RMC Part of National Effort to Prevent Shaken Baby Syndrome

Posted 11/25/2013 in OB

Purple hats remind parents and caregivers that it is never okay to shake a baby

Each year, more than 1,400 babies are shaken and abused as a result of a parent or caregiver becoming frustrated with an infant’s crying. Research shows that frustration with a crying infant is the number one trigger for the shaking and abuse of infants. The majority of shaken infants suffer a variety of significant and life-long injuries that range from seizures and cerebral palsy to death.

Through a unique collaboration of knitters and crocheters, the National Center on Shaken Baby Syndrome (NCSBS) is working to build awareness of the dangers of shaking an infant by collecting and distributing thousands of purple-colored baby caps to parents of new babies in states across the nation.

The campaign, titled CLICK for Babies: Period of PURPLE Crying Caps, aims to build awareness of a normal, but often frustrating phase in an infant’s development when they cry more than any other point in their life.  This developmental phase, called the Period of PURPLE Crying, provides a new way for parents and caregivers to understand the properties of normal infant crying, ways to cope with the crying and the dangers of shaking an infant.

“We are excited to receive the caps and thankful to those who click these caps in various sizes, shapes, and shades of purple to meet the needs for newborns here at RMC,” says LeAnn Fenton, RN, BSN, OB Nursing Manager at RMC.  The CLICK for Babies campaign really presents a tremendous opportunity to spread awareness about the Period of PURPLE Crying and prepare parents for the challenges of raising a new infant.”

Mary Hansel, LPN, OB and Family Health Department Nursery, places a purple cap on baby Mariah before leaving RMC for home with her parents. The purple hat reminds parents of the Period of PURPLE Crying campaign.

The Period of PURPLE Crying is a way for parents to understand their baby's crying. The word PURPLE is an acronym, which reminds parents in an easy to remember way, all of the characteristics of normal infant crying. The letters in PURPLE stand for:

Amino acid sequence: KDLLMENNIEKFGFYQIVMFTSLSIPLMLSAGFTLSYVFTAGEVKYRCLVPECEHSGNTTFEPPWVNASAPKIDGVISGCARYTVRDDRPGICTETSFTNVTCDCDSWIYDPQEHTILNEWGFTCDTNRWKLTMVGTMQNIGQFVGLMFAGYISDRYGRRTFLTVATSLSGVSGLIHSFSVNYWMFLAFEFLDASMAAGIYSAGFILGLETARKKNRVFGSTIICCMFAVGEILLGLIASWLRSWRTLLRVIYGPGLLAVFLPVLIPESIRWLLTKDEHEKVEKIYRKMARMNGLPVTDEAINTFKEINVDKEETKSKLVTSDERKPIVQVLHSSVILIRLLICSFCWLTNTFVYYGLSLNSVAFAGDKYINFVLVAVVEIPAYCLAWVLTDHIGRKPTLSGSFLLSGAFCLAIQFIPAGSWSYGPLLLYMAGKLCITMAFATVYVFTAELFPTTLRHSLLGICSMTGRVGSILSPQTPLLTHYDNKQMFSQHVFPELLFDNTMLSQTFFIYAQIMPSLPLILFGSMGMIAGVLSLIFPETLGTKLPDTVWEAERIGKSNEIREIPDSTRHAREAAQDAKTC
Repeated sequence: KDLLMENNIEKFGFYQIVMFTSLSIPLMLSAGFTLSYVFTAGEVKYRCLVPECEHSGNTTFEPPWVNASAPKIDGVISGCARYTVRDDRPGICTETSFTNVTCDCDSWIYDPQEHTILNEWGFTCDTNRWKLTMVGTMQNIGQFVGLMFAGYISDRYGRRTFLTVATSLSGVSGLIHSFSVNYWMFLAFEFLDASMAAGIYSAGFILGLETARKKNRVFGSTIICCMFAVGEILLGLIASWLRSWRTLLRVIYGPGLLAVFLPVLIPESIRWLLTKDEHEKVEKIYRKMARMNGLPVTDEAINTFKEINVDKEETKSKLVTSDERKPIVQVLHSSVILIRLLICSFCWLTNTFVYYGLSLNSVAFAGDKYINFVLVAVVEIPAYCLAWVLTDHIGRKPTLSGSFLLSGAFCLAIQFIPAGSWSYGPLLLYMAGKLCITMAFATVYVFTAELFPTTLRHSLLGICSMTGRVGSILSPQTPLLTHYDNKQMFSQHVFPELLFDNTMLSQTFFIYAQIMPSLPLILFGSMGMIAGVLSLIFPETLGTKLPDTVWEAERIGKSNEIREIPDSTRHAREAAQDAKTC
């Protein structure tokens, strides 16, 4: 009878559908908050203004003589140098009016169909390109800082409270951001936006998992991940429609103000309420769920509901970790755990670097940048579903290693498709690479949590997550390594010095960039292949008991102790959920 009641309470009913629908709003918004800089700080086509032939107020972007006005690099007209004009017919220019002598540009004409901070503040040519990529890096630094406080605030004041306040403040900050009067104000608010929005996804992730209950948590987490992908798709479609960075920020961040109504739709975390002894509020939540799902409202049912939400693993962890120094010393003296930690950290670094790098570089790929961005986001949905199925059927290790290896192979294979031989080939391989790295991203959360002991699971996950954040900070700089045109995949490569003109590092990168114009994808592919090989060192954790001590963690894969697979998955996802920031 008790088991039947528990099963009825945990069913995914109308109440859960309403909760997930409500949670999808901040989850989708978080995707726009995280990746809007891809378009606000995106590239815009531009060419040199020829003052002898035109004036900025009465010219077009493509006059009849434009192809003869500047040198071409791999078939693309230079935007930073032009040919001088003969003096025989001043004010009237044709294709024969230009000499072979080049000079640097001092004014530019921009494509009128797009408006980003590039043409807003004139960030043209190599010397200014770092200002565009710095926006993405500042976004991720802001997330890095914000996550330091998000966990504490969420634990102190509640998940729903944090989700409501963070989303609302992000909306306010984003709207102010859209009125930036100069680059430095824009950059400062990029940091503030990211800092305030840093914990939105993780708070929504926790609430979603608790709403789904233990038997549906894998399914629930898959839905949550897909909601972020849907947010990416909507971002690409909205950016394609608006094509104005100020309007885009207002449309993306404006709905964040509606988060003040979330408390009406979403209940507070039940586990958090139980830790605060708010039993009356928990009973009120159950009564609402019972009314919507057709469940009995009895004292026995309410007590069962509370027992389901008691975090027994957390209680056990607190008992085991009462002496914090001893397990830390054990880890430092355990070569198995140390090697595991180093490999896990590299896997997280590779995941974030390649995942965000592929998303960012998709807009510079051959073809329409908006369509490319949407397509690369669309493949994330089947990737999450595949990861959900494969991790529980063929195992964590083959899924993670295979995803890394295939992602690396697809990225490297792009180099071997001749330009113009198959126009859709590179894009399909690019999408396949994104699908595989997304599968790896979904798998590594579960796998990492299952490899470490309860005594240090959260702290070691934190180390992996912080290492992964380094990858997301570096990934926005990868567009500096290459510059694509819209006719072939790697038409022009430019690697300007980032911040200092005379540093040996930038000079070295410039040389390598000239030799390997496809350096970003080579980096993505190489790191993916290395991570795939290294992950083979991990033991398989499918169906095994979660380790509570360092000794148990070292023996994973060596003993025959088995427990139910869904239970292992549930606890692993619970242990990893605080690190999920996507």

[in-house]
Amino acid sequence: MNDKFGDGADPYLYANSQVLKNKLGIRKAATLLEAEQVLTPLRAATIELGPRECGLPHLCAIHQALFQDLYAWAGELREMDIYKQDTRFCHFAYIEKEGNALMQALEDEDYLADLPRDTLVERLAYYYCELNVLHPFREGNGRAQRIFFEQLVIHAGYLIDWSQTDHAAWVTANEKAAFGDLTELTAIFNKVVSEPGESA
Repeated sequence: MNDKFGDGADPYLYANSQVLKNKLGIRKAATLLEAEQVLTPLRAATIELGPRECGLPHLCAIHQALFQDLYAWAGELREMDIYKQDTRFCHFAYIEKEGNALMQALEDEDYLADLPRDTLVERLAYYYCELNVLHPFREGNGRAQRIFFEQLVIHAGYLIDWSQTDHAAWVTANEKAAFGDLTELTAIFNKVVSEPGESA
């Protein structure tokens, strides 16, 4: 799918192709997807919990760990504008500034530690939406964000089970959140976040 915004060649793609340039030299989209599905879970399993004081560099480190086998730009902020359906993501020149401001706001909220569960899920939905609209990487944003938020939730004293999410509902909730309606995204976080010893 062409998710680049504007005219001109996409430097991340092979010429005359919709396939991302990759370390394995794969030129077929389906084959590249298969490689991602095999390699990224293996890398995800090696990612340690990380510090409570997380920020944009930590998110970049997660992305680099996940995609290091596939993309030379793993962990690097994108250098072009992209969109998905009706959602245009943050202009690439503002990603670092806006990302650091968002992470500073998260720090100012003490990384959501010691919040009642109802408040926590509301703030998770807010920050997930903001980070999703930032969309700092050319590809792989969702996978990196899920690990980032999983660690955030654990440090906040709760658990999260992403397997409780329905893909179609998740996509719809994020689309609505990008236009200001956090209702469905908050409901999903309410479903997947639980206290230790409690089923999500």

• Peak of crying - The baby may cry more each week, peaking at two months, and then less at three to five months.
• Unexpected - The crying can come and go, with no explanation.
• Resists soothing - The baby might not stop crying no matter what you try.
• Pain-like face - It may look like the baby is in pain, even when they are not.
• Long lasting - The baby might cry five hours per day or more.
• Evening - The baby might cry more in the late afternoon or evening.

“We want everyone to be aware and understand the Period of PURPLE Crying program,” said Fenton. “This will help new parents receive support when they are dealing with a crying baby. Parents need to know it is okay to ask for help. Most importantly, we want parents to know that it is okay to set their baby down in a safe crib and walk away. The frustration is normal; but what the parent/caregiver does with the frustration is what matters. Babies don’t die from crying in their cribs, but they can die from being shaken.”

For more information about the CLICK for Babies campaign visit CLICKforbabies.org. More information about the Period of PURPLE Crying program is available at PURPLEcrying.info.